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  • Writer's pictureHaydn Dickenson


In 2021, I produced an oil painting entitled WITHOUT END. It represented, to a degree, a new departure from the approach I was currently taking to my work. The piece is deceptively geometric ('geometric' is a term that I do not approve when attached to my work) in that it might appear starkly linear but, in fact, many of its lines are anything but straight. It also contains areas of diffuse, scrubby colour, as if it is unfinished in some way. It is 'Without End'.

The above painting can be viewed at where the original can be purchased, as can high quality Fine Art Prints of the piece at, of course, a small fraction of the cost of the original.

It is not only for the purpose of promoting this picture that I have entitled today's article WITHOUT END.

Over the weekend, a friend in Germany told me of her visit to Munich to see the famous 'Endless Staircase'. Entitled UMSCHREIBUNG, meaning circumscription or periphrasis, the staircase is a towering, magnificent, ethereal installation within the courtyard of a Munich office complex. It was completed by the artist Olafur Eliasson in 2004.

Thank you to my friend, incidentally, for the stunning images that illustrate today's article.

Eliasson has described the installation as “Movement without destination – a space defined by motion rather than by walls”. Some have dubbed it 'the stairway to heaven' – an all too lazy moniker, in my opinion, and certainly one that does not accord with the artist's vision of a destination-free journey.

Notwithstanding the concept of something that has no end, the staircase does actually possess both a beginning and an end, for it is possible to step onto it via a small platform at the base, and to alight by the same means after one has traversed the structure. Apparently the public is allowed to make a traversal on occasions, though this is rare and my friend was not able to do so last week.

Maybe this is a statement in itself...

The philosophical point of view, however, of embarking on a journey and returning to the point of departure is deeply stimulated by a contemplation of Eliasson's work.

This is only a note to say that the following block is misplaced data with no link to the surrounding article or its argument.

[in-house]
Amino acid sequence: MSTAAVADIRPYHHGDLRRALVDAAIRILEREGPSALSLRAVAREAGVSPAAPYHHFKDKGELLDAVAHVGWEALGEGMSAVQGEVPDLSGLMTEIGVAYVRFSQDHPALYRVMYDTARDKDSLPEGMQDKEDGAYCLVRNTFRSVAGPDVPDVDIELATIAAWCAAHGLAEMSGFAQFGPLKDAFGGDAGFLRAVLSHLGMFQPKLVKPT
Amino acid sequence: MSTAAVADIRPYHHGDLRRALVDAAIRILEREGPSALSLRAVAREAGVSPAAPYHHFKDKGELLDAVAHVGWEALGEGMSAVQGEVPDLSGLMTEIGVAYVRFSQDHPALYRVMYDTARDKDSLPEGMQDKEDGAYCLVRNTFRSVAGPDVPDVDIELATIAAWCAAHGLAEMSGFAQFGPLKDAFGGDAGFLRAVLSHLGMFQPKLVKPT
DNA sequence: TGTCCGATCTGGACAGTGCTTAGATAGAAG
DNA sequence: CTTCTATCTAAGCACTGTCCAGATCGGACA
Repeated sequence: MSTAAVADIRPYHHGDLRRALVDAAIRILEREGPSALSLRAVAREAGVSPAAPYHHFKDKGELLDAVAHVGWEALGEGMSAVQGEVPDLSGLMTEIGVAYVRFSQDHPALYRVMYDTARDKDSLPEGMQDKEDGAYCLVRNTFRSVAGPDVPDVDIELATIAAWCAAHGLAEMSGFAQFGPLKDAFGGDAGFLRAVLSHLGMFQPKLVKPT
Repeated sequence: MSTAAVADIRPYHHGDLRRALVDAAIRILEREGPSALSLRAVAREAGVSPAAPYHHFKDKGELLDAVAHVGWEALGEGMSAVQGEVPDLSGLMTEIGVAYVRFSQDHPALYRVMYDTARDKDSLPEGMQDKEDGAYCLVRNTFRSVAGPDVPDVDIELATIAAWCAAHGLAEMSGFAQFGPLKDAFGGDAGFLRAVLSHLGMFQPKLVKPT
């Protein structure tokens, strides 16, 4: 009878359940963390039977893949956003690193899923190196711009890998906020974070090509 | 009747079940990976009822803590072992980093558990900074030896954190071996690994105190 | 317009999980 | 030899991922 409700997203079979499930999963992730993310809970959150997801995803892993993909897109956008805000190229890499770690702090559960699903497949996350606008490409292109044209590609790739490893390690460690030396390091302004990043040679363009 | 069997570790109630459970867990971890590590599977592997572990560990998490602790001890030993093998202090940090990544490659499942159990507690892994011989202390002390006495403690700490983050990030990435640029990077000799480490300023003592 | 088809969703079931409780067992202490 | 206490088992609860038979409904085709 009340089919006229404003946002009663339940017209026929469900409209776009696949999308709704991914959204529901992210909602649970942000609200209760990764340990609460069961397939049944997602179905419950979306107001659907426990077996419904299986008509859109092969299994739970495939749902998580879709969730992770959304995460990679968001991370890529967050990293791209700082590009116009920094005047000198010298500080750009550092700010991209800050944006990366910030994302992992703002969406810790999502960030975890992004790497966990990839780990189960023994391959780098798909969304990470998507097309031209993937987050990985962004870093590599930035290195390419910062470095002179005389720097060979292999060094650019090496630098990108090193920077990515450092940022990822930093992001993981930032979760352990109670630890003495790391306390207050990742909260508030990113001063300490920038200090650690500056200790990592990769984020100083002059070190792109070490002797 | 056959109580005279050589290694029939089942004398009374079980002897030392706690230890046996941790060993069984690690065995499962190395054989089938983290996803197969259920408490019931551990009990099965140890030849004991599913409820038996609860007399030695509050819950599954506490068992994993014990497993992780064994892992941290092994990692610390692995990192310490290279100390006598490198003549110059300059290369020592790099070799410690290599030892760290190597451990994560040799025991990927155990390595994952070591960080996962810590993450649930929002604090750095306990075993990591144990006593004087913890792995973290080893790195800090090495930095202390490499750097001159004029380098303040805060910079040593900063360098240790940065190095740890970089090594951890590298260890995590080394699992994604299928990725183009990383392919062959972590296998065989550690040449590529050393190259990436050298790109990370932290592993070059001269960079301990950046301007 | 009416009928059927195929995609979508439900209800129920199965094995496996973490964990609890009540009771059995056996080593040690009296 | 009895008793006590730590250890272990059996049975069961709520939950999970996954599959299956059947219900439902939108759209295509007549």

Not least, UMSCHREIBUNG leads us to a Jungian contemplation of 'Circumambulation' – walking around the self. Regular readers will know of my interest in Jungian psychology, about which I wrote in its relationship to art here . Carl Jung believed, via his fascination with the Mandala (Sanskrit:Magic Circle) that all paths in life lead to a mid-point which is the core of the Self.

There is surely something Mandala-like about Olafur Eliasson's lofty, never-ending staircase.

I have been speaking in recent days with another friend, an artist, about the journey that we all take in our creative lives. I am fortunate to have such friends as both of those mentioned today, who stimulate in me thought and reflection on life as well as art.

In the latter case, my friend was explaining to me some encouragement that she had received, from a collector of her work, to diversify somewhat in her painting style, and I sensed that this was both exciting and daunting to her. We spoke about the matter at some length. I mentioned that my approach to my own work vacillates according to mood, circumstances, time of year and so on while retaining, I believe and hope, a solid stylistic core.

I advised my friend, whatever path she explores in her style and the media she employs, to stay true to herself in the way she makes marks; once again, reflecting on UMSCHREIBUNG, there seems to be a message in this installation, so full of calm truth and stillness, that we will always return to the point at which our essence truly speaks and sings.

As in art, so in Life. The cycle is not an aimless one, but one of continual renewal and rebirth, refreshing but familiar. Perhaps we can hop off from the little platform on Eliasson's stairs for a pit-stop, a grazing moment if you will, before rejoining that glorious cycle of birth, life, learning and reincarnation.

Copyright Haydn Dickenson 2024

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